History of the Daniel Boone
In March 1957 at a flower show in Hickory, North Carolina, H. Stuart Ortloff, landscape architect, discussed the difficulty of studying native plant material in North Carolina because of inaccessibility. Through an organized effort by the garden clubs in Boone, NC and the Garden Club of North Carolina, a plant sanctuary was planned and created in the Blue Ridge Mountains. The site would contain a wide collection of North Carolina native plant material and serve the dual purposes of conservation and education.
The state garden club planning committee leased an eight-acre lot beside THE HORN IN THE WEST outdoor drama site from the town of Boone, North Carolina for a period of forty-nine years at $1.00 per year.
A ground-breaking ceremony was held March 13, 1961. During the fall of 1961 and the spring of 1962 the Greene Construction Company completed the grading and construction of rock walls, flagstone walks, rock steps, a pond, and boulders for a rockery. Mr. Doan Ogden of Asheville, North Carolina was hired as garden architect. Working with a garden club committee, Mr. Ogen drew up the blueprint for the garden layout, along with a planting chart.
June 29, 1963 the Garden was dedicated as a part of North Carolina's Tercentenary celebration of the charter of Carolina colony.
Today this original plan remains the basic design for the Daniel Boone Native Gardens. The main axis is a wide grassed allee extending from the upper north entrance to the lower south entrance. The allee is anchored on the north with massive wrought iron gates forged by Daniel Boone VI of Burnsville, NC. The south entrance of the allee is marked by steps leading down to a rockery.
To the left of this grassy avenue, a graveled path winds around a wishing well and over the small bridge of the reflecting pool towards the Squire Boone Cabin.
This cabin was situated in the Gardens to honor the father of Daniel Boone - Squire Boone. It serves as an educational representation of frontier living in the years following the Revolutionary War. Beyond the cabin, along a path leading back up to the north side of the allee is a meditation maze of ferns and hemlock. Its center point is a statue of St. Francis of Assisi.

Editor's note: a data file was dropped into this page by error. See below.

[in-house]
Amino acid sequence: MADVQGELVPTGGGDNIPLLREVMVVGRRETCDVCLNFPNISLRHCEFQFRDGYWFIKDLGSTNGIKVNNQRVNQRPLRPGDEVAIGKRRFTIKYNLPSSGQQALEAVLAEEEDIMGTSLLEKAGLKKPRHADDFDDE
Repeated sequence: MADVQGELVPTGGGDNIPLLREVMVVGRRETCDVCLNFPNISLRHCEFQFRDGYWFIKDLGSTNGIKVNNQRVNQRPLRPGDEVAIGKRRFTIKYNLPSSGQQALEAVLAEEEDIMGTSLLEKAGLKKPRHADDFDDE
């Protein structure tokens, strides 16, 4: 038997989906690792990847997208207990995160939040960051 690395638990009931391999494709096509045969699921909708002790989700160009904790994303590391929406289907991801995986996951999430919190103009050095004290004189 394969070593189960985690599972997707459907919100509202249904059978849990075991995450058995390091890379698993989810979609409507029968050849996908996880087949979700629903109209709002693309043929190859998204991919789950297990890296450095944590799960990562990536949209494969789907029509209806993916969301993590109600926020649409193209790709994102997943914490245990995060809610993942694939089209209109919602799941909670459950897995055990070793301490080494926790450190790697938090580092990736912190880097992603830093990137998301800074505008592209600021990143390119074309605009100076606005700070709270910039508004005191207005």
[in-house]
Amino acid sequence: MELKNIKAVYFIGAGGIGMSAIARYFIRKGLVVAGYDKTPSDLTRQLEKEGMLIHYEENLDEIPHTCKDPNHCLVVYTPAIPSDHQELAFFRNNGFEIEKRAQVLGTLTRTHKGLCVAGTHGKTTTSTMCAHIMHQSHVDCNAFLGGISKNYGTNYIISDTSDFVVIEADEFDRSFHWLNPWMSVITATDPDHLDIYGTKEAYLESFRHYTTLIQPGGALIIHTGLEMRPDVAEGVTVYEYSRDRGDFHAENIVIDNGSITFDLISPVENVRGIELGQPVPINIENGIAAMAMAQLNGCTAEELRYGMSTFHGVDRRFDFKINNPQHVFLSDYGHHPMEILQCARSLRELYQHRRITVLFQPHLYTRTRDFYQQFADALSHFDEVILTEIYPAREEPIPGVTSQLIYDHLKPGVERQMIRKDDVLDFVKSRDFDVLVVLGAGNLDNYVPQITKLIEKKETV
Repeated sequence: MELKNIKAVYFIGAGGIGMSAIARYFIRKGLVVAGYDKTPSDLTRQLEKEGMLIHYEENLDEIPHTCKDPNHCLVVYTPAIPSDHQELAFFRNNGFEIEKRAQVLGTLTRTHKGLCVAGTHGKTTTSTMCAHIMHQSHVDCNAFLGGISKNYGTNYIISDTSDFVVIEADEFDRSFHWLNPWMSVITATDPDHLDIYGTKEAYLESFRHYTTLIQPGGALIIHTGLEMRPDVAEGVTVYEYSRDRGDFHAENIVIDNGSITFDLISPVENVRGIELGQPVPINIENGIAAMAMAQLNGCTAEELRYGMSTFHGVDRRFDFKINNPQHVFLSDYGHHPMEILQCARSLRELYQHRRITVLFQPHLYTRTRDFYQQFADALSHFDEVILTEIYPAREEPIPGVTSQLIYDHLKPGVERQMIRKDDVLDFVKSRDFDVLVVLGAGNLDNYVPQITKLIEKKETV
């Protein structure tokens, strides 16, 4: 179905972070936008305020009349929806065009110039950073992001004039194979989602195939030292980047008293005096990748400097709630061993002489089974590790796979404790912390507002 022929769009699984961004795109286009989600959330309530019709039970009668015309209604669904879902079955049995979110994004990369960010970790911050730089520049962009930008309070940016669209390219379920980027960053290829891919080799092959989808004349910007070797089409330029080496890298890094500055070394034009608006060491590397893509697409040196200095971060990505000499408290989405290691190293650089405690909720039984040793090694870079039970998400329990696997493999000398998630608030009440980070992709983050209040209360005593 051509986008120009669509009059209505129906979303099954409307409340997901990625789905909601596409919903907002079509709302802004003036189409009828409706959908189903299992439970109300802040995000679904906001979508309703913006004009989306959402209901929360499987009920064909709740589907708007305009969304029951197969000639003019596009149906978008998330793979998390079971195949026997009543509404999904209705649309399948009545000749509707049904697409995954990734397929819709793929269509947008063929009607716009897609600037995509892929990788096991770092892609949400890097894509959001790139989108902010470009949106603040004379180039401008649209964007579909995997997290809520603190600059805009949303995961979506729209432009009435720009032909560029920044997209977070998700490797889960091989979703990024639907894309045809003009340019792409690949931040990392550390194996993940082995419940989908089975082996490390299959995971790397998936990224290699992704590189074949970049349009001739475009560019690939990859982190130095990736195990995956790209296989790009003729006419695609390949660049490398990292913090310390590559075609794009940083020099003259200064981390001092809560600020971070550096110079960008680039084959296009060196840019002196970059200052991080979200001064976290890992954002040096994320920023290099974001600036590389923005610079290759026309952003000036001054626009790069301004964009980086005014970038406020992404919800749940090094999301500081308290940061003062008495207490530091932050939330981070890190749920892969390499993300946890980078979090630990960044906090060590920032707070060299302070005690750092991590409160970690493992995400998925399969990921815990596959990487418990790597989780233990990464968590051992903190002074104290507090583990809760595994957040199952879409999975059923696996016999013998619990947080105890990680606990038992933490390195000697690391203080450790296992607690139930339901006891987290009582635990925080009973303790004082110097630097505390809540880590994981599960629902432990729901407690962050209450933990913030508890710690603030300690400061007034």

In 1992 the reflecting pool and surrounding area was re-planted as a bog garden. Today there is a small bridge across the bog garden that leads to the Squire Boone Cabin.
In 1973 a two-acre plot, originally owned by a private citizen was leased to the Garden Club of North Carolina. The section was designed as a fernery. Today benches and a small observation gazebo allow visitors to enjoy the quiet restfulness of this special garden.
In 1964 junior gardeners throughout the state of North Carolina collected nickles and dimes to donate a birdbath for the Gardens.
In 1963 a gatehouse was added to the gardens constructed from local stones of the Blue Ridge Mountains.
In 1996 a Pickin' Porch was constructed in the northern area of the gardens. Its presence recalls the custom of mountain families to gather on the front porch with neighbors in the evening and "pick a few.” The pickin porch reflects the hospitality of the mountain community of Boone, NC and the inviting presence of the Native Gardens. Close your eyes and you can almost hear Doc Watson strumming his tunes.
Daniel Boone Native Gardens remains a peaceful spot in the center of a busy community. Visitors are invited to the gardens to feast on a family picnic, take one-of-a-kind photo of a blooming flower, have a memorable day in the wedding garden, or simply sit and absorb nature. The Gardens are waiting.
GRATEFUL ACKNOWLEDGMENT TO ALL THE GARDEN CLUB LADIES - THEN AND NOW
WHO NURTURE AND MAINTAIN THE GARDENS
IN JUNE 2013 THE DANIEL BOONE NATIVE GARDENS REACHED A FIFTY YEAR MILESTONE.
THE LADIES WOULD BE PROUD OF THEIR GARDENS.